def insert(array):
    while cnt != len(array):
            img = array[cnt]
            cursor.execute('INSERT INTO images VALUES(?)', (img))
            cnt+= 1

When I try insert("/gifs/epic-fail-photos-there-i-fixed-it-aww-man-the-tire-pressures-low.gif"), I get an error message like in the title (the string is indeed 74 characters long).

What is wrong with the code, and how do I fix it?

The same problem occurs with MySQLdb and many other popular SQL libraries. See Why do I get "TypeError: not all arguments converted during string formatting" when trying to use a string in a parameterized SQL query? for details.


3 Answers 3


You need to pass in a sequence, but you forgot the comma to make your parameters a tuple:

cursor.execute('INSERT INTO images VALUES(?)', (img,))

Without the comma, (img) is just a grouped expression, not a tuple, and thus the img string is treated as the input sequence. If that string is 74 characters long, then Python sees that as 74 separate bind values, each one character long.

>>> len(img)
>>> len((img,))

If you find it easier to read, you can also use a list literal:

cursor.execute('INSERT INTO images VALUES(?)', [img])
  • 54
    We are plenty of advanced coders that have made that mistake, so no need to feel stupid. :)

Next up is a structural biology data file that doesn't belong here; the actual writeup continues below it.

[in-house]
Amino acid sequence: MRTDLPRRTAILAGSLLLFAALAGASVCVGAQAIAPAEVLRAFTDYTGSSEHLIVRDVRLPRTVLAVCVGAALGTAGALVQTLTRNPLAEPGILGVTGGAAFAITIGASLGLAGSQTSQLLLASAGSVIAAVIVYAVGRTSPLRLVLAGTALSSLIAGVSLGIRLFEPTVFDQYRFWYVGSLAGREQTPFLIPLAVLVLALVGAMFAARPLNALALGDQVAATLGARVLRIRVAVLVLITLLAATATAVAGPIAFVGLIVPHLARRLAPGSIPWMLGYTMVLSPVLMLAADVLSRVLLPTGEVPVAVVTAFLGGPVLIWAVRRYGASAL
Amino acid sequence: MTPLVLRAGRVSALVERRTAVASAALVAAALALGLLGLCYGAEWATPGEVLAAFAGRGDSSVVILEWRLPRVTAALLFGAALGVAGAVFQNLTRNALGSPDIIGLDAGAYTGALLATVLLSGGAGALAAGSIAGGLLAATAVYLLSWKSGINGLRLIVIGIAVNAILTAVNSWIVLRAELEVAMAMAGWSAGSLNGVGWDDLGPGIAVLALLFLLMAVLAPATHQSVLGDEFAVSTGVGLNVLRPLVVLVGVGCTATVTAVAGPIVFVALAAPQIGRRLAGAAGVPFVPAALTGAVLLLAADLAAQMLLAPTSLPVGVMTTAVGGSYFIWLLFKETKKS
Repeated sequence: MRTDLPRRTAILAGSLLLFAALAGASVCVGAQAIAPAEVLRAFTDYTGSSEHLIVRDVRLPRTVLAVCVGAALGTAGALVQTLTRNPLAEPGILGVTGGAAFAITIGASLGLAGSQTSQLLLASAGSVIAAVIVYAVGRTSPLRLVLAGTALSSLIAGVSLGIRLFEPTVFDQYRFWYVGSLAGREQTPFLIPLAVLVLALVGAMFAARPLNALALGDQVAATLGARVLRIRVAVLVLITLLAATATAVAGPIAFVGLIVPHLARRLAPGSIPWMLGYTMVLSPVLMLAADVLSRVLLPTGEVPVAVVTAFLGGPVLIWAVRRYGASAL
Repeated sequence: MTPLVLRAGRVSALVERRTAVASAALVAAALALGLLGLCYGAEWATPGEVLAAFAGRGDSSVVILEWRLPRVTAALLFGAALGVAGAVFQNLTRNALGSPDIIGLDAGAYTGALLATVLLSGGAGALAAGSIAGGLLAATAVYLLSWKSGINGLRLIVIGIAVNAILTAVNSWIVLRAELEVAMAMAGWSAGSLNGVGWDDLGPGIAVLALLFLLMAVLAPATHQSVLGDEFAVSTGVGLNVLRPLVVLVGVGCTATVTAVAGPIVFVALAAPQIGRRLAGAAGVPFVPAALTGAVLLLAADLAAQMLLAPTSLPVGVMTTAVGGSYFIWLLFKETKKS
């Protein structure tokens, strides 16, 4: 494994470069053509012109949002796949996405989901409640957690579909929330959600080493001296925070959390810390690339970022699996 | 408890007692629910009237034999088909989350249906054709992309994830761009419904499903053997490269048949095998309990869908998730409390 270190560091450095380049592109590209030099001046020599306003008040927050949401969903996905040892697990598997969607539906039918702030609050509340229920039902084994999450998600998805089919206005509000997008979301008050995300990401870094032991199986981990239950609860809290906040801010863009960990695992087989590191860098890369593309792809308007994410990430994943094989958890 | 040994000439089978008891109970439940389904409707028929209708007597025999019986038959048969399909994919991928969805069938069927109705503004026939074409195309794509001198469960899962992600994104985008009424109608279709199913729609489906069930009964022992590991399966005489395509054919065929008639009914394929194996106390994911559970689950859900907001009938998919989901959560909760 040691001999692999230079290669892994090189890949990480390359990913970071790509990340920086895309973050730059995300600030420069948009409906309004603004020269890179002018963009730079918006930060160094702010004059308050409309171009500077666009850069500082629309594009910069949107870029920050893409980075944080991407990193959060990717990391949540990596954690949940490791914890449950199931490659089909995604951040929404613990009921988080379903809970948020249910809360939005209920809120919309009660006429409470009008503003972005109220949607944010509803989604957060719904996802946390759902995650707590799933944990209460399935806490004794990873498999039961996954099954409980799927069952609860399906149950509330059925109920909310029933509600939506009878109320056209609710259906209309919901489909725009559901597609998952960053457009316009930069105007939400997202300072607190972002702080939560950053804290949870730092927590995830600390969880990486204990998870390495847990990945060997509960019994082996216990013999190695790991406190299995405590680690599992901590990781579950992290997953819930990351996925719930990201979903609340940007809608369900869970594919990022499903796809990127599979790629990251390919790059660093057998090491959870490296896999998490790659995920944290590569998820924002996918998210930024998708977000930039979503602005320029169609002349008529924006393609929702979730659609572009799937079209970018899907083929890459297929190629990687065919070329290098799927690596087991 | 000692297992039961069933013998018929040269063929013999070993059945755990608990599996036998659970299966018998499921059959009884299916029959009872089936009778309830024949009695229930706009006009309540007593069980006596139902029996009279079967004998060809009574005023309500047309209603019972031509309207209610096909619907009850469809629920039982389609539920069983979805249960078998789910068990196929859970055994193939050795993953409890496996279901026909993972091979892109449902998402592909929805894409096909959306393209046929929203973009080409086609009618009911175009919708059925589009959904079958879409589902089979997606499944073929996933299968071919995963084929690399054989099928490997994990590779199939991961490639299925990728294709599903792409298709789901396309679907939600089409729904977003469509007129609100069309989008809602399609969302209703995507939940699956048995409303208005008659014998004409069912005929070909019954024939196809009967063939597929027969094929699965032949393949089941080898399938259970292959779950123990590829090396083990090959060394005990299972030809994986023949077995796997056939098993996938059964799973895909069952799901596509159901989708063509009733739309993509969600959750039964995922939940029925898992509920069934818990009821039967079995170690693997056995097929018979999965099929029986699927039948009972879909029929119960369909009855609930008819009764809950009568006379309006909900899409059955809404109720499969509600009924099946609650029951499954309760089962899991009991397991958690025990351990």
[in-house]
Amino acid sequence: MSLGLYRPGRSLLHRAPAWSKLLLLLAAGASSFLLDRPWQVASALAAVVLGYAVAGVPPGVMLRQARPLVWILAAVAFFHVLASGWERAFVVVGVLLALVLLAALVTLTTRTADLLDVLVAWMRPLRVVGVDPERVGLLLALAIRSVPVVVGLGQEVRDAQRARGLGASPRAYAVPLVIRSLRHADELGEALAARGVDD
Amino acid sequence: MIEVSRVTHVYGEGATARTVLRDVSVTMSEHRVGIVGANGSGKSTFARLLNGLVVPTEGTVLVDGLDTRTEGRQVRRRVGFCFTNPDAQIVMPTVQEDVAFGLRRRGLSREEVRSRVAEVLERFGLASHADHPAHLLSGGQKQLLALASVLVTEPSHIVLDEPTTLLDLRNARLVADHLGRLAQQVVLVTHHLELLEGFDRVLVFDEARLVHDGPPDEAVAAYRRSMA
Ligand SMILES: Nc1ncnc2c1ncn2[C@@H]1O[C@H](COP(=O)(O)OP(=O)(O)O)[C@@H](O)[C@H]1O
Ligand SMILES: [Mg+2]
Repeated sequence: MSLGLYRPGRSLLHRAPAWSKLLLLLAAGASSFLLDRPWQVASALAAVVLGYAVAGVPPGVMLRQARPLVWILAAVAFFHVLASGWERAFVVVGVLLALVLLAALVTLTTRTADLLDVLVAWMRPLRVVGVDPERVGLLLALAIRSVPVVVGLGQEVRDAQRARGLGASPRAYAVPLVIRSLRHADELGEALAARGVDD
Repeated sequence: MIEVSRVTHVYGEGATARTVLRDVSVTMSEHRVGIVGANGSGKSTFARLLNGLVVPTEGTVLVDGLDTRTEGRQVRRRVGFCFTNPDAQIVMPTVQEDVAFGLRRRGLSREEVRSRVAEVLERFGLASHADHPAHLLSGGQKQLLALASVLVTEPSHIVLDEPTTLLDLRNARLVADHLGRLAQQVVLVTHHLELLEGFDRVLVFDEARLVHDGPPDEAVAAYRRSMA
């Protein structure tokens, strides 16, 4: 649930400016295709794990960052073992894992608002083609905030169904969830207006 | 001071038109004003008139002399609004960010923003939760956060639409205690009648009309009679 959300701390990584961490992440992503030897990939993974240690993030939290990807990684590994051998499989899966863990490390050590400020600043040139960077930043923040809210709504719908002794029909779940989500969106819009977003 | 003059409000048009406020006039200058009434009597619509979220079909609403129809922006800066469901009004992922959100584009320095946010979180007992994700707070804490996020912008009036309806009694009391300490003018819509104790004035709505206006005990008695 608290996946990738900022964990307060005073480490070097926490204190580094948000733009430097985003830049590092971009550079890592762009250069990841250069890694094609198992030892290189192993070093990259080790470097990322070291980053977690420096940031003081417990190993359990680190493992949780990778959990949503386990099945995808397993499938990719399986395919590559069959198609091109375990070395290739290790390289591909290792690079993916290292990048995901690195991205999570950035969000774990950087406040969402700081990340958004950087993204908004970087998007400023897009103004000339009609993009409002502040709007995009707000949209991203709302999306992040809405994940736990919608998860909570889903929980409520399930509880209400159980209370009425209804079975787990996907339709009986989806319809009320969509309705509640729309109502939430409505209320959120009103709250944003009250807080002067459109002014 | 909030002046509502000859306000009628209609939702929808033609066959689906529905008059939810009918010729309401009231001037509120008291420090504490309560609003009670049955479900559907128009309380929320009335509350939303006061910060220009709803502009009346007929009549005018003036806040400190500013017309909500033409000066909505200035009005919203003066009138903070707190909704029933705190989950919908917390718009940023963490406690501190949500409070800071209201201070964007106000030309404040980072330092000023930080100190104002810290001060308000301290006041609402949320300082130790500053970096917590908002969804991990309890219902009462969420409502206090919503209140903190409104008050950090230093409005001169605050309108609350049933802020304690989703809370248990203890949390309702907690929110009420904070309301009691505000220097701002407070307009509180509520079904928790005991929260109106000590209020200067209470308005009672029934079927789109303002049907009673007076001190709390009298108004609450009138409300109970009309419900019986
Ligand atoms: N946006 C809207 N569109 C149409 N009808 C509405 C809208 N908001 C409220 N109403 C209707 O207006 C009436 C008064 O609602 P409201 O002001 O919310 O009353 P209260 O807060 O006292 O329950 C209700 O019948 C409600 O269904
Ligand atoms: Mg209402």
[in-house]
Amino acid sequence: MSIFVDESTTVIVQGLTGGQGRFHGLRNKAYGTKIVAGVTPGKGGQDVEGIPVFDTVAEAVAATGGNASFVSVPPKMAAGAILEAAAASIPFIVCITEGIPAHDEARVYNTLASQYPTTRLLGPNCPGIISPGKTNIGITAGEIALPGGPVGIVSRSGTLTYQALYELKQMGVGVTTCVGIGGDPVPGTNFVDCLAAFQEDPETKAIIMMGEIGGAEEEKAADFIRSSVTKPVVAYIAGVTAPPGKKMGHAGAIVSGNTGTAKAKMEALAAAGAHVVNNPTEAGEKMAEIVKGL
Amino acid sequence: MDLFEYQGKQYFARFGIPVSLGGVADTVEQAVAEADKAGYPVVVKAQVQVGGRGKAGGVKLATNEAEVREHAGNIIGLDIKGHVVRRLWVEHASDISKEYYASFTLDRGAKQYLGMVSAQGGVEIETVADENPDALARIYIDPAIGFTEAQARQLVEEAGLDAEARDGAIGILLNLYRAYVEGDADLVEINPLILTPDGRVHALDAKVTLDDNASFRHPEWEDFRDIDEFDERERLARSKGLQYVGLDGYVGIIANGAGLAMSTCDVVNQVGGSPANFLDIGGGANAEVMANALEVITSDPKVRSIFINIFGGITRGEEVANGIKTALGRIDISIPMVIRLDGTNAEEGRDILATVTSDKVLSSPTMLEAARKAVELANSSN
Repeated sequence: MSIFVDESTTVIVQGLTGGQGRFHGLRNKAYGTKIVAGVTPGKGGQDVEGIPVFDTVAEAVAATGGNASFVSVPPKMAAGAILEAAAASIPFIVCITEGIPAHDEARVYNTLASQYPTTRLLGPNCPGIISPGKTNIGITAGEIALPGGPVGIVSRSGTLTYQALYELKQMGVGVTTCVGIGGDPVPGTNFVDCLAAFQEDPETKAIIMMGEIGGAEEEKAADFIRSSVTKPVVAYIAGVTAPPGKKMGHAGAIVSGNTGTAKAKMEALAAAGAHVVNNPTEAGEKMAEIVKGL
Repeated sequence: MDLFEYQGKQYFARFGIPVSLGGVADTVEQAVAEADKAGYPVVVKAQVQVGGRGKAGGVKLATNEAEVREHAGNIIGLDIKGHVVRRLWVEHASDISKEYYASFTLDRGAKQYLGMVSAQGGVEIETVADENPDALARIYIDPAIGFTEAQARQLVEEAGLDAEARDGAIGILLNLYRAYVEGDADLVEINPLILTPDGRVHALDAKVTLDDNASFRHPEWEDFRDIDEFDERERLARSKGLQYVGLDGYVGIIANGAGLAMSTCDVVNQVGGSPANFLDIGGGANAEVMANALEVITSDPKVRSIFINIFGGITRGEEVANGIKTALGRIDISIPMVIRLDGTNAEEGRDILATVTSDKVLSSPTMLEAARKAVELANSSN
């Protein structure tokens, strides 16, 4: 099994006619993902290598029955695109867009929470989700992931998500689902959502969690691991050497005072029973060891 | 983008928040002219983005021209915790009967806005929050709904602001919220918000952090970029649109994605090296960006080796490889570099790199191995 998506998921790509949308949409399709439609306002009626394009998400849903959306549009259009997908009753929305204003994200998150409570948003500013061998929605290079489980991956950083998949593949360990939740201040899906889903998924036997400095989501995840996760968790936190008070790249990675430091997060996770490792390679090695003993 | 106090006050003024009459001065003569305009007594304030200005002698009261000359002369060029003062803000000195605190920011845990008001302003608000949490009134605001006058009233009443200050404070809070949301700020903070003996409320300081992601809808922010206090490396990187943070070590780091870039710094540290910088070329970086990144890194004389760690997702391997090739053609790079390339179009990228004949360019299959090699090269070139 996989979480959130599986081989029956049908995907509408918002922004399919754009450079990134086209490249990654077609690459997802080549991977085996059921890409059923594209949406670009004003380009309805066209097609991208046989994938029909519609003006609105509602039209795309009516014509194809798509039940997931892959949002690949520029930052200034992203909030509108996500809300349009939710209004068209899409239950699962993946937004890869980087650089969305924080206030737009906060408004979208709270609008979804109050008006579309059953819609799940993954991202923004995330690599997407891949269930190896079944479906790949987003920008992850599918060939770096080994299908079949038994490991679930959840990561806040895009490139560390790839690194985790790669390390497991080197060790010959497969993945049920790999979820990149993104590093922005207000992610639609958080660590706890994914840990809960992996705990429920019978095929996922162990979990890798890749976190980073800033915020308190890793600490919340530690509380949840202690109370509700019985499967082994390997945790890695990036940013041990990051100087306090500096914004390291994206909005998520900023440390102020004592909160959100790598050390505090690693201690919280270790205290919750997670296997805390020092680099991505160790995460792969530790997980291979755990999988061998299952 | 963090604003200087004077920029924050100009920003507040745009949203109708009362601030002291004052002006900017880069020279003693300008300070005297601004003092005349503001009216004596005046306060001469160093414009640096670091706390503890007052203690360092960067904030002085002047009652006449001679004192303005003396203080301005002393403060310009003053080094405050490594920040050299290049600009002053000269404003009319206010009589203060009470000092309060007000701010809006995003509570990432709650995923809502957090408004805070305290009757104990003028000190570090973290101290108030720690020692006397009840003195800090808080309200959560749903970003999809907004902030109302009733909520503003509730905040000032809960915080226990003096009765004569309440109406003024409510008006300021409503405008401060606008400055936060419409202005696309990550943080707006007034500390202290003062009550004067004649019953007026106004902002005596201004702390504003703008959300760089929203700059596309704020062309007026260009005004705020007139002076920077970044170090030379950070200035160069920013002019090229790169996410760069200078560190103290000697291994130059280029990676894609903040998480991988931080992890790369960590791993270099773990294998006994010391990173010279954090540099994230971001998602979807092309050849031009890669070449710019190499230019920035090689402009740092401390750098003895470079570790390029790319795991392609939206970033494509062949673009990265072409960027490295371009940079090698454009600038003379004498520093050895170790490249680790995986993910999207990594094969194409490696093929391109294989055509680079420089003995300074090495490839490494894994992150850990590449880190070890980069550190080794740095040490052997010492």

– MrGumble
    May 31, 2013 at 12:07
  • 12
    This bit me, too. If "advanced coders" are fooled by this, it means it is unintuitive. IMHO it would be more natural if execute() took a single value instead of a single-valued tuple if there's only one ? in the query. Anyway, thanks for the hint! Aug 14, 2013 at 12:24
  • 5
    @user465139: The % operator on str does that kind of magic—it treats a tuple as multiple values, but a str (or any other kind of iterable) as a single value. But that causes confusion far more often than it solves it, which is why almost nothing else in the stdlib attempts that kind of magic.
    – abarnert
    Jan 16, 2014 at 21:50
  • using %s is also not recommended for security concerns - docs.python.org/3/library/sqlite3.html
    – wesinat0r
    Jul 6, 2020 at 14:57

For me this problem happened when the number of columns are not same as the inserting values.

For example:

    conn = sqlite3.connect(',ySQL.db') 
    c = conn.cursor()
    sql =   "INSERT INTO mytable (X1, X2, X3) VALUES (?,?,?)"
    project = (Y1, Y2)

    c.execute(sql, project)

This is going to raise an error because number of X (X1, X2, X3) are not same as number of Y (Y1, Y2). So, your columns should have the same number as inserted values.


You get confused by the fact that you are dealing with a single column data only but the syntax is compatible to deal with several columns at once, hence the reason to cast your string into a, i.e., tuple.

You could fix it with zip: cursor.execute('INSERT INTO images VALUES(?)', zip(img)).

To avoid multiple execute-calls you can store the strings in a list and update your table in a single call with executemany:

def insert(array):
    connection = sqlite3.connect('images.db')
    cursor = connection.cursor()
    cnt = 0
    imgs = []
    while cnt != len(array):
        img = array[cnt]
        cnt += 1

    cursor.executemany('INSERT INTO images VALUES(?)', zip(imgs))

executemany is rows-oriented and zip turns the "columns" of imgs into rows

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